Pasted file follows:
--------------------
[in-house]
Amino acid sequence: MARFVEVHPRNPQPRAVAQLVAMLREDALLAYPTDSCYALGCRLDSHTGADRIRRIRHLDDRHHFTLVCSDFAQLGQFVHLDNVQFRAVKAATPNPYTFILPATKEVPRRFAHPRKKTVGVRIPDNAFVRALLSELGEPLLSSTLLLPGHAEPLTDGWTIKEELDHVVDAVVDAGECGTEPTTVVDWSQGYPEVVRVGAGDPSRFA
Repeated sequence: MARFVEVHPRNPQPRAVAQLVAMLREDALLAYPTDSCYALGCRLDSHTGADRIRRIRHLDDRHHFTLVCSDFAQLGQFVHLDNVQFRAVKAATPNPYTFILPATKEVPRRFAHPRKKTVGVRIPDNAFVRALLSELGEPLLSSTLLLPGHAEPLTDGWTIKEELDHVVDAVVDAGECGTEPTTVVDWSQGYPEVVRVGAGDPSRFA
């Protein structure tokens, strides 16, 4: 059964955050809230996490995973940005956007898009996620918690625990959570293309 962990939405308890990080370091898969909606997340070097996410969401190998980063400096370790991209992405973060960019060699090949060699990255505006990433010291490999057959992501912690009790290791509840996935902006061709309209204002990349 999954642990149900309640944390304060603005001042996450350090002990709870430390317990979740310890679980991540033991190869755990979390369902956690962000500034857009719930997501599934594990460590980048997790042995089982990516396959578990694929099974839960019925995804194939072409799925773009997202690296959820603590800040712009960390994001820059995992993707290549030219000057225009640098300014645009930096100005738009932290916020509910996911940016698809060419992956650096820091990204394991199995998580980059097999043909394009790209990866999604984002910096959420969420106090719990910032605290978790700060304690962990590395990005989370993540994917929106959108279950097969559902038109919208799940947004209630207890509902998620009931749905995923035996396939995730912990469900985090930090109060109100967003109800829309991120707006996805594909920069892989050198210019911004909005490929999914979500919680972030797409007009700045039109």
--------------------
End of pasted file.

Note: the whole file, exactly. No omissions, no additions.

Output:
[in-house]
Amino acid sequence: MARFVEVHPRNPQPRAVAQLVAMLREDALLAYPTDSCYALGCRLDSHTGADRIRRIRHLDDRHHFTLVCSDFAQLGQFVHLDNVQFRAVKAATPNPYTFILPATKEVPRRFAHPRKKTVGVRIPDNAFVRALLSELGEPLLSSTLLLPGHAEPLTDGWTIKEELDHVVDAVVDAGECGTEPTTVVDWSQGYPEVVRVGAGDPSRFA
Repeated sequence: MARFVEVHPRNPQPRAVAQLVAMLREDALLAYPTDSCYALGCRLDSHTGADRIRRIRHLDDRHHFTLVCSDFAQLGQFVHLDNVQFRAVKAATPNPYTFILPATKEVPRRFAHPRKKTVGVRIPDNAFVRALLSELGEPLLSSTLLLPGHAEPLTDGWTIKEELDHVVDAVVDAGECGTEPTTVVDWSQGYPEVVRVGAGDPSRFA
């Protein structure tokens, strides 16, 4: 059964955050809230996490995973940005956007898009996620918690625990959570293309 962990939405308890990080370091898969909606997340070097996410969401190998980063400096370790991209992405973060960019060699090949060699990255505006990433010291490999057959992501912690009790290791509840996935902006061709309209204002990349 999954642990149900309640944390304060603005001042996450350090002990709870430390317990979740310890679980991540033991190869755990979390369902956690962000500034857009719930997501599934594990460590980048997790042995089982990516396959578990694929099974839960019925995804194939072409799925773009997202690296959820603590800040712009960390994001820059995992993707290549030219000057225009640098300014645009930096100005738009932290916020509910996911940016698809060419992956650096820091990204394991199995998580980059097999043909394009790209990866999604984002910096959420969420106090719990910032605290978790700060304690962990590395990005989370993540994917929106959108279950097969559902038109919208799940947004209630207890509902998620009931749905995923035996396939995730912990469900985090930090109060109100967003109800829309991120707006996805594909920069892989050198210019911004909005490929999914979500919680972030797409007009700045039109």